Below is a picture of the car after we mocked up the front end without the wishbone. Hopefully you can see the rake on it (look at the radiator in relation to the cowl and roof).
    [​IMG]

    Our next work on the front end will be to check/replace bearings and bushings. We have a set of wire wheels from a Model A that need cleaned up before we use them. Bruce was nice enough to buy a blast cabinet for this task, so we should be starting on this soon. One of Bruce's friends is making us a set of adaptors from Model T wood wheels to the Model A wires. Then we will be able to paint and get some tires. I am working on a plan to incorporate a shock that will help strengthen the spring perch/extended shackle and mount to the frame next to the corner of the radiator. All of that will keep us busy for a while.
    [​IMG]

    The motor is still at the machine shop and it will be at least 2-3 more weeks :(.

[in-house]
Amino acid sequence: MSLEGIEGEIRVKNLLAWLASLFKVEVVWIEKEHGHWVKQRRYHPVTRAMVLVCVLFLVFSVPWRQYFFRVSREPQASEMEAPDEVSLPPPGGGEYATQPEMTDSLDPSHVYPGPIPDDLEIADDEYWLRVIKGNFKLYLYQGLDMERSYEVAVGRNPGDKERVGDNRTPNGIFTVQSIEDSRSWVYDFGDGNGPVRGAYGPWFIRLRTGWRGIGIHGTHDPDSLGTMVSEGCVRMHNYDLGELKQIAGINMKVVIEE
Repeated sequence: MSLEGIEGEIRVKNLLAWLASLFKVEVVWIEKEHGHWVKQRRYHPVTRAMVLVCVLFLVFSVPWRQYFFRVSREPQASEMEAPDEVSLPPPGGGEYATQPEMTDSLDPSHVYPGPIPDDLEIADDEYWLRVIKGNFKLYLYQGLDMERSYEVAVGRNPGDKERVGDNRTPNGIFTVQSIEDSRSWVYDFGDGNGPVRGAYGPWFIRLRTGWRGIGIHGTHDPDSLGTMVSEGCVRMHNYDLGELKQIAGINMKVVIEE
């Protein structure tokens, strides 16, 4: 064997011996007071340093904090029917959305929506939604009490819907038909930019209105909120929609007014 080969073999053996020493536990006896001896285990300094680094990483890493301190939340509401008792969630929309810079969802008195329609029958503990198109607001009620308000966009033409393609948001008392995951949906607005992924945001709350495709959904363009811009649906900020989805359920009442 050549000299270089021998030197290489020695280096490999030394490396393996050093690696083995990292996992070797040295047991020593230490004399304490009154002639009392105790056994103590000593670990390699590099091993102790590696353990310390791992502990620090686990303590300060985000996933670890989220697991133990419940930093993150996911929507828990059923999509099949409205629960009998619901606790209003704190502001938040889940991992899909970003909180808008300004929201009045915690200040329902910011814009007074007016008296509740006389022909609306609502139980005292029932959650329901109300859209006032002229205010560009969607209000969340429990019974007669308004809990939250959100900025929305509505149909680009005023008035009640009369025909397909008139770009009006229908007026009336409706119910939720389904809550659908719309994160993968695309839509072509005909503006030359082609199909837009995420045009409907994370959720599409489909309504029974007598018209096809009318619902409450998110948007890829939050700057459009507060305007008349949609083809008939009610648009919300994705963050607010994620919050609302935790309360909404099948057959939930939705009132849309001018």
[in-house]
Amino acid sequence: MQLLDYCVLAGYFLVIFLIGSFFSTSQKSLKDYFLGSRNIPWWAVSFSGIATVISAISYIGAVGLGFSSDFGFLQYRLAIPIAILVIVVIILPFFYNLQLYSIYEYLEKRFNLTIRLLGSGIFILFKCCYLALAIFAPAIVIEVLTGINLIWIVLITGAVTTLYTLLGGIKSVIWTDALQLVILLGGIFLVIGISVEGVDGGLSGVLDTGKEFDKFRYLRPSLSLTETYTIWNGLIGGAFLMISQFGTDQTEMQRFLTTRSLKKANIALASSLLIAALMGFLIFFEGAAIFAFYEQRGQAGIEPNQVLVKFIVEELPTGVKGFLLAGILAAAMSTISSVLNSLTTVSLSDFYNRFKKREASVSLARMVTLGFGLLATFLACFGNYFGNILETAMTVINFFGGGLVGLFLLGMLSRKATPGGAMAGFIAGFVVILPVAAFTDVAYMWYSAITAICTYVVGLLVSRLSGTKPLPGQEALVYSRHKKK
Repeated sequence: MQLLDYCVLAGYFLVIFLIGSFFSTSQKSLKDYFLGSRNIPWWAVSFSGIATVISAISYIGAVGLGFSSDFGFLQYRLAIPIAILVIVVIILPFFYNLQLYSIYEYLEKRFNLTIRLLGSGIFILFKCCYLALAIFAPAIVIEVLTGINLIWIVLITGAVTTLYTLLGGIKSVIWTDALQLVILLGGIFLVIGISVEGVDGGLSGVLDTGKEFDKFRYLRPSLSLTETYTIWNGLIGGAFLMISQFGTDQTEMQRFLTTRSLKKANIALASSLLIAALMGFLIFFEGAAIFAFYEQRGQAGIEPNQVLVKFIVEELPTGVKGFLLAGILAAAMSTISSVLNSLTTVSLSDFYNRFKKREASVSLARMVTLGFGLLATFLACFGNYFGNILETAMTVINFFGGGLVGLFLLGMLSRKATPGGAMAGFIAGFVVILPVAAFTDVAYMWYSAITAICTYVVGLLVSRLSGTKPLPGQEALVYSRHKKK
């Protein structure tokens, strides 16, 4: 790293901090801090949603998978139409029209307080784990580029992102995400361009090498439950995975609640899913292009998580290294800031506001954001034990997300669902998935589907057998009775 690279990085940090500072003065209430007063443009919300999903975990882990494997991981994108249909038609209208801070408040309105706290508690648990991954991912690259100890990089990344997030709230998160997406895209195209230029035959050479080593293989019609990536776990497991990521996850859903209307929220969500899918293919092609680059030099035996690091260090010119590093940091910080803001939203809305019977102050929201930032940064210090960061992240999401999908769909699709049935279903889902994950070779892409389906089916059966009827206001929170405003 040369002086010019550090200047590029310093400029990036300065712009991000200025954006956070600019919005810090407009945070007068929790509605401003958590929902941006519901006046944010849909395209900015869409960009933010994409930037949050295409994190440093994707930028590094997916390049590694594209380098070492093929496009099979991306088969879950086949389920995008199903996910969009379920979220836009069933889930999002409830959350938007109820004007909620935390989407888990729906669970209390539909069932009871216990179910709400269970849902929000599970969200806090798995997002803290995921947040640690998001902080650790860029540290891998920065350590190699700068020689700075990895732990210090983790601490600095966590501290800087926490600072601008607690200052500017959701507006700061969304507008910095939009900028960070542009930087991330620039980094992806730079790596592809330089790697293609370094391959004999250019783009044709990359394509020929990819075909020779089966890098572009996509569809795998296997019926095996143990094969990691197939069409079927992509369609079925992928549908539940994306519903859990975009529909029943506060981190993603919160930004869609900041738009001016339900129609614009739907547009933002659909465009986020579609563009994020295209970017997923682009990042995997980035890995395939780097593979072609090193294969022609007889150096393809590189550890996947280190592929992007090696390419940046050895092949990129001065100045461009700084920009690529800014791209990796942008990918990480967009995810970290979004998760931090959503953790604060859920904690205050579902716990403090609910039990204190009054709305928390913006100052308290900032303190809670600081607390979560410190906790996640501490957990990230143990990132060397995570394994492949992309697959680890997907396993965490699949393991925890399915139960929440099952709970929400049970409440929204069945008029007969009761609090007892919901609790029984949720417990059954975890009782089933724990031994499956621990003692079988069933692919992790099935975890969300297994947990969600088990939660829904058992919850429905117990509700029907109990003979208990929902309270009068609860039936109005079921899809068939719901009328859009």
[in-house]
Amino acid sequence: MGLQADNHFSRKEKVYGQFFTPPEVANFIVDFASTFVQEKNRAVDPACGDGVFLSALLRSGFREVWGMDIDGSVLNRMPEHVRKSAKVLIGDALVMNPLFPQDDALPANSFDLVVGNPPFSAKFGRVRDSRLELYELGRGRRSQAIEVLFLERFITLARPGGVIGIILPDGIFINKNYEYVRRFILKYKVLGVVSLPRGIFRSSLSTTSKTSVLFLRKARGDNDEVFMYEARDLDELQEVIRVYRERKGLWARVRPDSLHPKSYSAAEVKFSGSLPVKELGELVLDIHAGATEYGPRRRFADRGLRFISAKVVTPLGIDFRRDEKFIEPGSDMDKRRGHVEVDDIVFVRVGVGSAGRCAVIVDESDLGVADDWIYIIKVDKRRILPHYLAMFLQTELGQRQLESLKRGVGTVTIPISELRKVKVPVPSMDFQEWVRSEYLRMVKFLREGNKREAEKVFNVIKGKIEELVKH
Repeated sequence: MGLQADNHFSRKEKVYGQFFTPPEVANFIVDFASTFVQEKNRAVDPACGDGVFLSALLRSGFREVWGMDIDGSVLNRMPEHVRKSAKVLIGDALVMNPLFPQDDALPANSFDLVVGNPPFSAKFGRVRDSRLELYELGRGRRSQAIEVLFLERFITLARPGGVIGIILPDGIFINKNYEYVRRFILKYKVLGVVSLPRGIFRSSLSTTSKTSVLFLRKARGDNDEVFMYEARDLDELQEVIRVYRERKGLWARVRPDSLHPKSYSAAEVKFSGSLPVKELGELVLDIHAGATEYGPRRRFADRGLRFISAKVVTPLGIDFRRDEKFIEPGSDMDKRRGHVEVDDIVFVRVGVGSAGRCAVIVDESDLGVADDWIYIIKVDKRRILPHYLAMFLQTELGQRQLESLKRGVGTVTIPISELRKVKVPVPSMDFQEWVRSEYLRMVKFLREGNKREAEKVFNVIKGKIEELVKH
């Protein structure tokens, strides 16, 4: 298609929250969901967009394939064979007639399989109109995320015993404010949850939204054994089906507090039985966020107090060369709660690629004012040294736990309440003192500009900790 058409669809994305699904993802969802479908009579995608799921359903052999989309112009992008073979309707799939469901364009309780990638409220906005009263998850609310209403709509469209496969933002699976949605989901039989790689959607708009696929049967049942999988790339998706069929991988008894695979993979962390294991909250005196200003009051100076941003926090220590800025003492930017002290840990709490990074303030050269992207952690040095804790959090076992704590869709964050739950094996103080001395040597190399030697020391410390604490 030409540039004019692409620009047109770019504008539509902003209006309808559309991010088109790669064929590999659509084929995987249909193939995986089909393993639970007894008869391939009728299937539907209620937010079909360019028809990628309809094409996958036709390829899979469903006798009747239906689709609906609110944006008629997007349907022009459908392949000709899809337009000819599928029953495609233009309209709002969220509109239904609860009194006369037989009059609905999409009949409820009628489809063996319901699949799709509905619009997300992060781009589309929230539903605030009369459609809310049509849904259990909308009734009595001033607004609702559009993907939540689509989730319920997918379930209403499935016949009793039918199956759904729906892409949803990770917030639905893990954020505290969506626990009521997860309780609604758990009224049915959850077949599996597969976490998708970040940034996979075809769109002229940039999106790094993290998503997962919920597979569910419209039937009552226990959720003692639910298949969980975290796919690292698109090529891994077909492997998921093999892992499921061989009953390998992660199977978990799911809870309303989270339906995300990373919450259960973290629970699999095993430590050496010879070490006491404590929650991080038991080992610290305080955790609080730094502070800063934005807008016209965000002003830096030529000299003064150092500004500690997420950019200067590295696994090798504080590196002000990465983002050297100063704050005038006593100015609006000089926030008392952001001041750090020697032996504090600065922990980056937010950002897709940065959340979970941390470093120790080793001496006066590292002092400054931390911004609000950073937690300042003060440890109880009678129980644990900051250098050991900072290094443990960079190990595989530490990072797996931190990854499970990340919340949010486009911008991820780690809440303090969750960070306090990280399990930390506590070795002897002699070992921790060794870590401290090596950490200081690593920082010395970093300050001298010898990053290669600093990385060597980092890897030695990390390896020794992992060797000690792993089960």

While cruzing ebay I purchased a box of 14 hubcaps and various radaitor cap parts. Look what I got in that box for $45 with shipping!
    [​IMG]

    Very little cleaning and it is COOL! Now I need to know if we can make it work.

    That is all for now,
    Jim
     
  27. That radiator cap is very cool.

    You need to find someone with a spinner for the moto meter to reconsolidate the fluid in it. Someone in our T club made one so maybe a club near you would have the same.
    Hell who knows, stick the thermostat it in some boiling water and maybe the thing will work as is.
     
  28. SOHC427
    Joined: Apr 5, 2009
    Posts: 867

    SOHC427
    Member

    Great project you have going. I am with the guys on not chopping the Coupe. The tall roof gives a lot of style. IMO,
    Eric
     
  29. xrw urabus
    Joined: May 26, 2010
    Posts: 49

    xrw urabus
    Member
    from ohio

    ^^flyin-T
    ----- Do you mean to spin the thing so fast that everything settles back into the lower bulb? Centrifuge type thing?

    ^SOHC427
    ----- Just to let everyone know we have decided NO CHOPPING will be done.
     
  30. Awesome, Cant wait to watch this one come together!